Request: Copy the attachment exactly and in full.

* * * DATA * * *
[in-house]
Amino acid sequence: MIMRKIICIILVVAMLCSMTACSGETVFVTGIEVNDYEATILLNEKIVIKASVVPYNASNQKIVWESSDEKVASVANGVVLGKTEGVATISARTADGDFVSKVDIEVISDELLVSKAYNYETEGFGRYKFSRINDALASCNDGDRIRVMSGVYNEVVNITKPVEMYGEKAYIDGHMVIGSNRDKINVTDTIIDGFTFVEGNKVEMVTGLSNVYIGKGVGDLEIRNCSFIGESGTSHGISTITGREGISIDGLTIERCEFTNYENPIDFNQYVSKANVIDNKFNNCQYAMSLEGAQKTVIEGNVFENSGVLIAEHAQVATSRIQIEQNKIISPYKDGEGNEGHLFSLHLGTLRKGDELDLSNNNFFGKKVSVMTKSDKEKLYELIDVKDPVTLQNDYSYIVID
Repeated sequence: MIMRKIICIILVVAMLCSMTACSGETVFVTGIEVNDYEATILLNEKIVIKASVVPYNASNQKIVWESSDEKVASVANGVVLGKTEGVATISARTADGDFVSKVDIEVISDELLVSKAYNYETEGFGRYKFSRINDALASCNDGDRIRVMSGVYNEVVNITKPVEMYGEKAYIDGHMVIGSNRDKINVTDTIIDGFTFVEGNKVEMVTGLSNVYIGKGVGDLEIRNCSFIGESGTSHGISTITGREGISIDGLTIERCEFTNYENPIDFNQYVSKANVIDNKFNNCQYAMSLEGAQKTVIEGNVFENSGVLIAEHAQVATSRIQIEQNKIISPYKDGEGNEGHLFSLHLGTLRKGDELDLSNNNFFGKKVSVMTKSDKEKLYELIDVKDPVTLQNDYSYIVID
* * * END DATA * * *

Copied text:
[in-house]
Amino acid sequence: MIMRKIICIILVVAMLCSMTACSGETVFVTGIEVNDYEATILLNEKIVIKASVVPYNASNQKIVWESSDEKVASVANGVVLGKTEGVATISARTADGDFVSKVDIEVISDELLVSKAYNYETEGFGRYKFSRINDALASCNDGDRIRVMSGVYNEVVNITKPVEMYGEKAYIDGHMVIGSNRDKINVTDTIIDGFTFVEGNKVEMVTGLSNVYIGKGVGDLEIRNCSFIGESGTSHGISTITGREGISIDGLTIERCEFTNYENPIDFNQYVSKANVIDNKFNNCQYAMSLEGAQKTVIEGNVFENSGVLIAEHAQVATSRIQIEQNKIISPYKDGEGNEGHLFSLHLGTLRKGDELDLSNNNFFGKKVSVMTKSDKEKLYELIDVKDPVTLQNDYSYIVID
Repeated sequence: MIMRKIICIILVVAMLCSMTACSGETVFVTGIEVNDYEATILLNEKIVIKASVVPYNASNQKIVWESSDEKVASVANGVVLGKTEGVATISARTADGDFVSKVDIEVISDELLVSKAYNYETEGFGRYKFSRINDALASCNDGDRIRVMSGVYNEVVNITKPVEMYGEKAYIDGHMVIGSNRDKINVTDTIIDGFTFVEGNKVEMVTGLSNVYIGKGVGDLEIRNCSFIGESGTSHGISTITGREGISIDGLTIERCEFTNYENPIDFNQYVSKANVIDNKFNNCQYAMSLEGAQKTVIEGNVFENSGVLIAEHAQVATSRIQIEQNKIISPYKDGEGNEGHLFSLHLGTLRKGDELDLSNNNFFGKKVSVMTKSDKEKLYELIDVKDPVTLQNDYSYIVID